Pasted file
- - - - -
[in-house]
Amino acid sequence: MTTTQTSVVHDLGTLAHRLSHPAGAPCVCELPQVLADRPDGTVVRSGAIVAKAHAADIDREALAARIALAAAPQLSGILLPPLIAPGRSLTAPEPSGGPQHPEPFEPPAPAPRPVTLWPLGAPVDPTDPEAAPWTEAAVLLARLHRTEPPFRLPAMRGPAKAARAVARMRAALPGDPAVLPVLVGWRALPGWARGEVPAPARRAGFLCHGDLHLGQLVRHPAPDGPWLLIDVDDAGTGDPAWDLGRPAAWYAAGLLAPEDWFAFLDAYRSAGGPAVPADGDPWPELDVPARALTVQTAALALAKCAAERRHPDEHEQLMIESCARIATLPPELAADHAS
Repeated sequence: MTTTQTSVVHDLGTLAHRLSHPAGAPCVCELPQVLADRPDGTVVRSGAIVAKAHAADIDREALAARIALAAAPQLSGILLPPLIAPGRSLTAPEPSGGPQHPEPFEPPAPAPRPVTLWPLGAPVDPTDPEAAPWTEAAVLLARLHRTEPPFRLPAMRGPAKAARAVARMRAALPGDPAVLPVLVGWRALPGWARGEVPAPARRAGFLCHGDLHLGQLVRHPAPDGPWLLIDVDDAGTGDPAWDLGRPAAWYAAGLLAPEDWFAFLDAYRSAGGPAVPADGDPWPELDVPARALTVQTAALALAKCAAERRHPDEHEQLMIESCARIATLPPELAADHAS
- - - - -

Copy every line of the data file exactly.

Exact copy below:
[in-house]
Amino acid sequence: MTTTQTSVVHDLGTLAHRLSHPAGAPCVCELPQVLADRPDGTVVRSGAIVAKAHAADIDREALAARIALAAAPQLSGILLPPLIAPGRSLTAPEPSGGPQHPEPFEPPAPAPRPVTLWPLGAPVDPTDPEAAPWTEAAVLLARLHRTEPPFRLPAMRGPAKAARAVARMRAALPGDPAVLPVLVGWRALPGWARGEVPAPARRAGFLCHGDLHLGQLVRHPAPDGPWLLIDVDDAGTGDPAWDLGRPAAWYAAGLLAPEDWFAFLDAYRSAGGPAVPADGDPWPELDVPARALTVQTAALALAKCAAERRHPDEHEQLMIESCARIATLPPELAADHAS
Repeated sequence: MTTTQTSVVHDLGTLAHRLSHPAGAPCVCELPQVLADRPDGTVVRSGAIVAKAHAADIDREALAARIALAAAPQLSGILLPPLIAPGRSLTAPEPSGGPQHPEPFEPPAPAPRPVTLWPLGAPVDPTDPEAAPWTEAAVLLARLHRTEPPFRLPAMRGPAKAARAVARMRAALPGDPAVLPVLVGWRALPGWARGEVPAPARRAGFLCHGDLHLGQLVRHPAPDGPWLLIDVDDAGTGDPAWDLGRPAAWYAAGLLAPEDWFAFLDAYRSAGGPAVPADGDPWPELDVPARALTVQTAALALAKCAAERRHPDEHEQLMIESCARIATLPPELAADHAS